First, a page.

Centner Academy, a private school in Miami, has made international headlines for directing its employees who have not yet received the experimental COVID-19 vaccine, to wait until the end of the school year, as a precautionary step to protect the health of their school community, given both concerning new anecdotal reports that the vaccinated can adversely affect the health of the un-vaccinated, and that that clinical safety and efficacy data for the mRNA vaccines will not be completed until sometime in 2023.
Thus far, mainstream media reporting has focused and railed against the following statement made by Leila Centner, co-founder and CEO of Centner Academy, to her employees (in an internal email later leaked to the press) as being the most controversial and contestable:
“Tens of thousands of women all over the world have recently been reporting adverse reproductive issues simply from being in close proximity with those who have received any one of the COVID-19 injections, e.g., irregular menses, bleeding, miscarriages, post-menopausal hemorrhaging, and amenorrhea (complete loss of menstruation).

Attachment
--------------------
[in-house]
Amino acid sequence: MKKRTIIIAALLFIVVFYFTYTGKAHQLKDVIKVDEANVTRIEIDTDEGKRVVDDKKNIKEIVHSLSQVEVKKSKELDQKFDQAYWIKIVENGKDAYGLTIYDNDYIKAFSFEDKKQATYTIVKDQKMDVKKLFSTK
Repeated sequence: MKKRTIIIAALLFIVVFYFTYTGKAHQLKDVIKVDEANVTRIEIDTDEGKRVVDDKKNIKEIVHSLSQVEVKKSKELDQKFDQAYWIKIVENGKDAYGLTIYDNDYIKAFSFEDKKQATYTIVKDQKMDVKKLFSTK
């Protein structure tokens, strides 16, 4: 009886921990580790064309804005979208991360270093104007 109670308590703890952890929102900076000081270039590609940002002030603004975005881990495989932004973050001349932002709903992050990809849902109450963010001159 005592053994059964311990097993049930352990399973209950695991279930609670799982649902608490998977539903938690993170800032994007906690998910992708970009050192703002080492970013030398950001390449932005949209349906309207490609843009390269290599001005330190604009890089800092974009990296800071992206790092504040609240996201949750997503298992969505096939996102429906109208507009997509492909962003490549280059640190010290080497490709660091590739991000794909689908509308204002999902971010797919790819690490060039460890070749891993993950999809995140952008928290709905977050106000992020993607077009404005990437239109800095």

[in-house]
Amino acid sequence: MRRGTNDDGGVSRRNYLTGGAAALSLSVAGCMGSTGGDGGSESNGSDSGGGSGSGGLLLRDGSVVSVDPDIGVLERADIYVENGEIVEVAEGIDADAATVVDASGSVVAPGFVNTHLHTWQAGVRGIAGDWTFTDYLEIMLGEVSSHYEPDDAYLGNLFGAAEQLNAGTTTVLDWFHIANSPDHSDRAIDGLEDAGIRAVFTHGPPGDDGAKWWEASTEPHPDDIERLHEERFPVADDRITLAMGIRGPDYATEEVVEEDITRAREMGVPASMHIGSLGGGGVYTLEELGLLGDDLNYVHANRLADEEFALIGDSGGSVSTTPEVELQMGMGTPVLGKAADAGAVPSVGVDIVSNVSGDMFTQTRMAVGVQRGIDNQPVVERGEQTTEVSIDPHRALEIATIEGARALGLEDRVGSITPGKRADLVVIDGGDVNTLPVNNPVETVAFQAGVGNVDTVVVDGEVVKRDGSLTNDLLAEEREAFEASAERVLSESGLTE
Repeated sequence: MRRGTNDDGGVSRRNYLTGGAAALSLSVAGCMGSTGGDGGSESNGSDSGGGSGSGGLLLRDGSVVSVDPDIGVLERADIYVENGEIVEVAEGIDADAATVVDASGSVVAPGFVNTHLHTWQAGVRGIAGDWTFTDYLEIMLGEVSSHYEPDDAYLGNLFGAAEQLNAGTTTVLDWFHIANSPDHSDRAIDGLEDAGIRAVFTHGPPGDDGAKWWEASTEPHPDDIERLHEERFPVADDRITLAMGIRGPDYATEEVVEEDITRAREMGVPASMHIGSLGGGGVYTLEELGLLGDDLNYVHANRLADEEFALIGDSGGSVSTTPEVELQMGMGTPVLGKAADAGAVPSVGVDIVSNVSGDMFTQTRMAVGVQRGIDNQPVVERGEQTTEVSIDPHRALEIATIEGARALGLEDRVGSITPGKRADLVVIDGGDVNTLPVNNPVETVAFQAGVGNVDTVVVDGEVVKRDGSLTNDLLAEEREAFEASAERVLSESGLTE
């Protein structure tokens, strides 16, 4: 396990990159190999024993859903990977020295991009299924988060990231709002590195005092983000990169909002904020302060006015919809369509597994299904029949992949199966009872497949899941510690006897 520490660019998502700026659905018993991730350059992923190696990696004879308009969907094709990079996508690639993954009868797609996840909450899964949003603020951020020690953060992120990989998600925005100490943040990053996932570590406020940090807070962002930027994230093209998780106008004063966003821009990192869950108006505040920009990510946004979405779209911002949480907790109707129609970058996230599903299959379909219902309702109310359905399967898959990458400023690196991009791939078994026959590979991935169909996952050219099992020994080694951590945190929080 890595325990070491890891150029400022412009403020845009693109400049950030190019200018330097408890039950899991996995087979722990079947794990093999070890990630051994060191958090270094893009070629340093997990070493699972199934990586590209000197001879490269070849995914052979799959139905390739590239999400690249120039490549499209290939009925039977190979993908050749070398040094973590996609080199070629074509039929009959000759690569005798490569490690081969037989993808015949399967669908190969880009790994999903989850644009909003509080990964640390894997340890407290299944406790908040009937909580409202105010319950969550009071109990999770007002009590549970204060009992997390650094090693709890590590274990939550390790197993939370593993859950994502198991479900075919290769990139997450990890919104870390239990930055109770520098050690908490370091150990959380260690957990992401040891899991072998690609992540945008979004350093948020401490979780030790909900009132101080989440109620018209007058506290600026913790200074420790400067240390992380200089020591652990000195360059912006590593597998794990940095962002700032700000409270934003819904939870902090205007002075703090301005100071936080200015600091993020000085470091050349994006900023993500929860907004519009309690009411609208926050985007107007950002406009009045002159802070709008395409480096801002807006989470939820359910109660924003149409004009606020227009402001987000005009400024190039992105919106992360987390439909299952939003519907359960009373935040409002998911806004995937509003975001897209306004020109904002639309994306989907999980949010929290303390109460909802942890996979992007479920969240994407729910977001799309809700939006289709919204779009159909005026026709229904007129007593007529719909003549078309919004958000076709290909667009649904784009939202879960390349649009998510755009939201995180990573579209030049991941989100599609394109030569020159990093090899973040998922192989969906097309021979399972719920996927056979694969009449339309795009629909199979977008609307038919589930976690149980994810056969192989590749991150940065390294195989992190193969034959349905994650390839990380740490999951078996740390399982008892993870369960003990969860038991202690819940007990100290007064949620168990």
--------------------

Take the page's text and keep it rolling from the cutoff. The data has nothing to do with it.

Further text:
No one knows exactly what may be causing these irregularities, but it appears that those who have received the injections may be transmitting something from their bodies to those with whom they come in contact. Until more is known, we must err on the side of caution when it comes to the welfare of our students and the school team.”
You can read Leila’s entire letter and comment which she posted to Instagram here.
Leila Centner’s private communication, now a matter of global public scrutiny, even reaching the White House press secretary for comment on April 27th,1 came under fire by a number of conventional allopathic physicians, including Dr. Aileen Marty, a physician and infectious disease specialist with Florida International University’s Wertheim College of Medicine, who commented as follows:
“But there’s not one citation, there’s not one physician or scientist whose name is spelled out in there. There’s no references. There’s nothing. There is no scientific evidence provided. Rumor is the only thing that’s there, and if you look at the reality, there’s zero, zero science behind those allegations.” “If they believe it, and they then share this big lie, it has a horrific impact on our entire community,” she said.
While these comments by Dr. Marty, and now hundreds of other mainstream media reports have attempted to dismiss Leila Centner’s statements as a ‘source of misinformation, without basis in science,’ we believe they have significant merit, and are at the least worth exploring further. ….